Who Will Use it, and How Much?

The issue with the Perkins Coie survey is that it is a survey of “startup founders, executives with established technology companies, investors and consultants.”  This is not representative of everyday people.  The second big problem is the practical use of AR/VR in both lifestyle and workplace applications.  I will assume that research and nanotechnology will solve the size issue so that at some point we will have AR/VR devices as practical to wear as Ray-Ban Stories (Sunglasses with a smart camera).  I was expecting as much from Apple, and thought that it might have been powered by a new iPhone to compensate for the smaller size.  Let’s assume that by 2025, the size problem is solved.  I can now pull out my AR/VR glasses from my shirt pocket, put them on, and they start to work.  Who am I, and what am I using them for?

Camera:  Google Glass got a lot of grief for folks using the camera in public spaces, but since that time, smartphone-based recording has become the norm in our society.  The more that you can continue to do what you are already doing while capturing a memory of your vacation, your child on a swing, a celebration, the more convenience you have added to your lives.  That being said, camera eyeglasses are available at many price points, so maybe the smart phone is just the right amount of convenience (second device vs. a device we already want to own).

Media and Social Media Viewing: It is very likely that users would adopt the device for both movies and social media, seeing how immersed in the experience many users are when viewing on smart phones.  Perhaps this is where the camera becomes worthwhile again.  Apple’s Vision Pro spatial camera allows you to film in both external and AR/VR spaces.   The current size creates a barrier to the vanities of the Instagram/TikTok crowd, but a more elegant wearable might make this an ideal application for shared content and shared viewing.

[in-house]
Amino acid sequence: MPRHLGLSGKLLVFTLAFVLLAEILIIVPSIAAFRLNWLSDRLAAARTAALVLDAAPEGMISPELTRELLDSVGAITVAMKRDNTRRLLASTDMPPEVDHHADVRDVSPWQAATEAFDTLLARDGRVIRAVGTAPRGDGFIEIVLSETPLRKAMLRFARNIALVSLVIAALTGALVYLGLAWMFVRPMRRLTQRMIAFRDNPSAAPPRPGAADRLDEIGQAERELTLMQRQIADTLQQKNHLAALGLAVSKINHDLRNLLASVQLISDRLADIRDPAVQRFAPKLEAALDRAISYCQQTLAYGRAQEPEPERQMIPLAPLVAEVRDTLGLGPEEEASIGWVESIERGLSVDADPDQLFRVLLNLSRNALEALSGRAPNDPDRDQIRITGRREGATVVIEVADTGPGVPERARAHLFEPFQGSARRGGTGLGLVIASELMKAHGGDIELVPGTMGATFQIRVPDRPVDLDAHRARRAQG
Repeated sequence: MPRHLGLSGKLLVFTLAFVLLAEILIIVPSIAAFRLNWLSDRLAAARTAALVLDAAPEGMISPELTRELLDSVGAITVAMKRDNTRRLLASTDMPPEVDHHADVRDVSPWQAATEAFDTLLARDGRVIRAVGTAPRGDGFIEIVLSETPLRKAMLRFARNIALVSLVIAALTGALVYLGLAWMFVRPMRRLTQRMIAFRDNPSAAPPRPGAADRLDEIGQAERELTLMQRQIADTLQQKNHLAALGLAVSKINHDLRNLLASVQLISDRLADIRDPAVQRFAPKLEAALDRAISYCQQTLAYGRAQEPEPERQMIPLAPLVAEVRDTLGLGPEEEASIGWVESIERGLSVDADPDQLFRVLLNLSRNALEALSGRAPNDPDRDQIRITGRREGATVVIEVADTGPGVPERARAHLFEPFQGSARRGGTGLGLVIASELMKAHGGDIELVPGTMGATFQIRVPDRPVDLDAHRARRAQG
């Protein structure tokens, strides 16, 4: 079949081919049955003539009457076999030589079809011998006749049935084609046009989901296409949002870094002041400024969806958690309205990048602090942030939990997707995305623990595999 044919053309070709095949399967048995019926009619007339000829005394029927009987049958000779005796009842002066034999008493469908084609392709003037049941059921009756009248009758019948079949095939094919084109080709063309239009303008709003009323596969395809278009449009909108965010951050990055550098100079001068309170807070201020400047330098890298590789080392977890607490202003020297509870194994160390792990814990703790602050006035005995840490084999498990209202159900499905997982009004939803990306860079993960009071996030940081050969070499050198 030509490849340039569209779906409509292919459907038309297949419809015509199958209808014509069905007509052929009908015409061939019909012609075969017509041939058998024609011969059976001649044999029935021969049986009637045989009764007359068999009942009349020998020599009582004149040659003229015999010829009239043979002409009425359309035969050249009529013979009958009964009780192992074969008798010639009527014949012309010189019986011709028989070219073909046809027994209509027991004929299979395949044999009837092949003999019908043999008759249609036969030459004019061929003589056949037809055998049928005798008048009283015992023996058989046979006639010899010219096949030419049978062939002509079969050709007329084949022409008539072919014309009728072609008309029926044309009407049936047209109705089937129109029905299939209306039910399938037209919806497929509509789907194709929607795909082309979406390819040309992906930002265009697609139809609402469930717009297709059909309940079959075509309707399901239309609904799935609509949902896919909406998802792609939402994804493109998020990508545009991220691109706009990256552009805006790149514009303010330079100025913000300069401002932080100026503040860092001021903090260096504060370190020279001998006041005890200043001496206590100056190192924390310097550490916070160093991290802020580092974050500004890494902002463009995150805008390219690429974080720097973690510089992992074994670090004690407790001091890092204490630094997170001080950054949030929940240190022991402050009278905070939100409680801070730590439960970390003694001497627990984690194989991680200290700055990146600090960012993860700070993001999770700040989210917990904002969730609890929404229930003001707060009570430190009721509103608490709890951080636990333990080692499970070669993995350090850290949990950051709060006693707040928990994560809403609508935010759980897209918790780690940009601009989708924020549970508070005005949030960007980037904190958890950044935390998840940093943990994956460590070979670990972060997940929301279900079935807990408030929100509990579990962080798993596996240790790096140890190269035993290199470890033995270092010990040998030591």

Work Applications:  There are already many good work cases for AR and VR including training simulations, warehouse inventory locating and even assisted surgeries.  The next question is; what could a smaller device make more convenient than a tablet or smartphone?  If a device was small enough to not be a distraction, would a presenter have his notes scrolled on AR glasses?  Is it more convenient to check emails and messages from a pair of glasses than a smart phone?   The video conferencing capabilities of the Vision Pro are compelling, creating an accurate replication of each participant’s faces and eye movements.   This would absolutely be better than the smartphone video conference experience which often looks like “found footage” from the The Blair Witch Project. 

The most compelling applications for the Apple Vision Pro are based on well-designed fully integrated hardware.  Most likely that level of functionality is way too much to accomplish in a smaller form factor any time soon.  Kudos to Apple for doing what they do best; being best in market instead of first to market.    It is a great device, but it is not the “Game Changer” that the iPhone has turned out to be.